Inequitable access to EV charging infrastructure
This research was led by Yury Dvorkin, professor of electrical and computer engineering, and member of the C2SMART Tier 1 Transportation Center at NYU Tandon; and included Hafiz Anwar Ullah Khan and Sara Price, Ph.D. and M.S. candidates, respectively, under Dvorkin's guidance; and post-doctoral researcher Charalampos Avraam.
Electrified transportation is one of the critical aspects of the global trend towards decarbonization. However barriers to consumer adoption of EVs by the public exist. Principally, they are access to, and affordability of electric vehicle (EV) charging infrastructure. The latter concern is lessening as light-duty electric vehicle (EV) prices rapidly declining to as low as $18,875 after federal tax credits and state rebates and their ranges increase with battery and drivetrain improvements.
To address charging availability major efforts are underway in the United States to roll-out public EV charging infrastructure. But persistent social disparities in EV adoption call for interventions.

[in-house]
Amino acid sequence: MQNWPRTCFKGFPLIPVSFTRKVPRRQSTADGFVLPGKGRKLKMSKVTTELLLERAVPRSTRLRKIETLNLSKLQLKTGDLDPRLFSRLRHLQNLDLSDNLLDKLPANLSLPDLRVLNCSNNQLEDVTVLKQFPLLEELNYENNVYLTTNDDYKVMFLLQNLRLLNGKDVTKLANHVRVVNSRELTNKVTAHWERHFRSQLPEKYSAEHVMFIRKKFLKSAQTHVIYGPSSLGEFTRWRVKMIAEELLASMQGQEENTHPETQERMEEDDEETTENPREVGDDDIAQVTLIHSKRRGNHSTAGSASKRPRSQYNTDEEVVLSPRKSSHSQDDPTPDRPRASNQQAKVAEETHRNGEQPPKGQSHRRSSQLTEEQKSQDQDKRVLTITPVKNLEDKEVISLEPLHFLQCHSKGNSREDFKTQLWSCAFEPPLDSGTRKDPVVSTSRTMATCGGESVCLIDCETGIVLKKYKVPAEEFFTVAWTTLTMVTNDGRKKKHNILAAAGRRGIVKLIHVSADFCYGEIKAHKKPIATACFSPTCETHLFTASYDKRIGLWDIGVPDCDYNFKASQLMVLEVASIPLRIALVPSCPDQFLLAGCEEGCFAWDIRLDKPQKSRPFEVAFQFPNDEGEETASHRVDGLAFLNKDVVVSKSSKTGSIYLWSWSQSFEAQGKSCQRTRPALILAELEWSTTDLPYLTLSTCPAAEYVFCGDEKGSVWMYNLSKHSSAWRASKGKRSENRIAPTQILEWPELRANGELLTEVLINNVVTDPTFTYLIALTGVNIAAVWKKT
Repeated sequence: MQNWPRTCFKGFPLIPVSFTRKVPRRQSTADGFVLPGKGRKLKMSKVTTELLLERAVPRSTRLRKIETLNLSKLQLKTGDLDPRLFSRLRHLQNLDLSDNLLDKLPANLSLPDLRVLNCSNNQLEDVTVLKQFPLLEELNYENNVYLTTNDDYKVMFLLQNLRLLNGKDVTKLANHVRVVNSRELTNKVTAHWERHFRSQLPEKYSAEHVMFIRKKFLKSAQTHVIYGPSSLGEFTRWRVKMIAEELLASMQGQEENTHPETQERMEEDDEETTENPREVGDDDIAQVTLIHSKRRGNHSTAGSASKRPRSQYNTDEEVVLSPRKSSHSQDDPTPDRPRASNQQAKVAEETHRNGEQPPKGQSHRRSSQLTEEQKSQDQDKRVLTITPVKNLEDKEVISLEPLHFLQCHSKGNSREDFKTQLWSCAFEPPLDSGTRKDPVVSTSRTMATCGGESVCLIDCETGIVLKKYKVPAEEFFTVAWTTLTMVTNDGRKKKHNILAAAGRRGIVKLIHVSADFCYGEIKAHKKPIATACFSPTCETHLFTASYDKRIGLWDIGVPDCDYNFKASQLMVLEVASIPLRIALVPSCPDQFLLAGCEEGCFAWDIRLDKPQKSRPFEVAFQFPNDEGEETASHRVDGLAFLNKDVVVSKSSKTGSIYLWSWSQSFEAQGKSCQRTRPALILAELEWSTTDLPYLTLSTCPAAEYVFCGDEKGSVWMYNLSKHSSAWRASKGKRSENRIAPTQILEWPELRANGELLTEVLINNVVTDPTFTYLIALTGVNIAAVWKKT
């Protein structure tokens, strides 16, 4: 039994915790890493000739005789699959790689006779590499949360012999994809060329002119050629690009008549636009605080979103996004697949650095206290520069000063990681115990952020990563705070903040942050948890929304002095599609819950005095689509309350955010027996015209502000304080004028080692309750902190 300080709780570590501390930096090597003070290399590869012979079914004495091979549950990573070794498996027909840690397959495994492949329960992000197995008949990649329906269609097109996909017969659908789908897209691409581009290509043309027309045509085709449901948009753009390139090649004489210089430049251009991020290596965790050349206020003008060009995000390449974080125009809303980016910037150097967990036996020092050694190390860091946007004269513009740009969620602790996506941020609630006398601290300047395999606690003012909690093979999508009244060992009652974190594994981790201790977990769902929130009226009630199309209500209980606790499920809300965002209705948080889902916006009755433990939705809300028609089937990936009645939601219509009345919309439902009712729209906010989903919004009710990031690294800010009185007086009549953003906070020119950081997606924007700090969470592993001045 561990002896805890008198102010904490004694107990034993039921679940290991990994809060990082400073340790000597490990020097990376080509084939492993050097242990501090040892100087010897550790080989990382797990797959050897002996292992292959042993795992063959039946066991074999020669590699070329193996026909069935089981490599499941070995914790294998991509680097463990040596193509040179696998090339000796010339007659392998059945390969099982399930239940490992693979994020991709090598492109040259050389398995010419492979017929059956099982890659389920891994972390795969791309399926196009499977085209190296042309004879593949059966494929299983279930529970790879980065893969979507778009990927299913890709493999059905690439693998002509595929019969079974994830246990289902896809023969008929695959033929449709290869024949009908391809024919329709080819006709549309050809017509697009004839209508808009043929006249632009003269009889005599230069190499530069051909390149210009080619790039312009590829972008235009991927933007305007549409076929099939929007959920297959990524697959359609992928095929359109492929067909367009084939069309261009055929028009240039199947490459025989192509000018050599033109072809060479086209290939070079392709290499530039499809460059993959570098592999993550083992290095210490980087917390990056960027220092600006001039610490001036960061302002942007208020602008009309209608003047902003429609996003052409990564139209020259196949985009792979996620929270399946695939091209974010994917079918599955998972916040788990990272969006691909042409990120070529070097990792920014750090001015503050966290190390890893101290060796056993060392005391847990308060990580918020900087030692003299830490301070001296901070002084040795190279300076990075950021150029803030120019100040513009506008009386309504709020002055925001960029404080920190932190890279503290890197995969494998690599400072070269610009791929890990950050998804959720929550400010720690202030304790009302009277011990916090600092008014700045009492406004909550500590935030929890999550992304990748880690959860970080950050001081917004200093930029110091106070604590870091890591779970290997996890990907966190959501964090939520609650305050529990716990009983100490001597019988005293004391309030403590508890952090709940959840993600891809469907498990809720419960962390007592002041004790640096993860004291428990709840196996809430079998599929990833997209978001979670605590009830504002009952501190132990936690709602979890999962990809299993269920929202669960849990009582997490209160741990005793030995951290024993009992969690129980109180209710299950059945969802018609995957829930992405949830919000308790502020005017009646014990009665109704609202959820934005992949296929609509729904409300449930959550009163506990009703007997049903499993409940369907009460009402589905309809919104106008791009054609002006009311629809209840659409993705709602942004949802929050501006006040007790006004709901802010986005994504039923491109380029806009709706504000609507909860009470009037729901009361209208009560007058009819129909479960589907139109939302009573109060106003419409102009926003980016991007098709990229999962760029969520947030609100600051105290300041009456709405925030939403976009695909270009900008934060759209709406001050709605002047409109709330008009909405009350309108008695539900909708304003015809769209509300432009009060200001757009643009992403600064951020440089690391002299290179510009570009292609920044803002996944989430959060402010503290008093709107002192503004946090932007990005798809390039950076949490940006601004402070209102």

In a paper, the investigators led by Yury Dvorkin, analyzed existing EV charging infrastructure across New York City (NYC) to identify features that correlate with the current distribution of EV charging stations. They found that population density is not correlated with the density of EV chargers, hindering New York’s EV adoption and decarbonization goals.
To determine the socio-demographic and transportation factors affecting the distribution of EV charging stations in NYC, they used the publicly available Alternative Fuel Station Locator dataset from Alternative Fuel Data Centre at the US Department of Energy. This dataset provides a current accounting of the types and locations of all alternative fuel stations in NYC.
Based on correlation analysis, hypothesis testing, and conditional analysis, the results demonstrate that the availability and affordability of EV charging stations in NYC are not determined by the population density, but are correlated with the median household income, percentage of White–identifying population, and presence of highways in a zip code, with the distribution of EV charging stations heavily skewed against low–income, Black–identifying, and disinvested neighborhoods in NYC.
The results underscore the need for policy frameworks that incorporate equity and justice in the roll-out of EV charging infrastructure.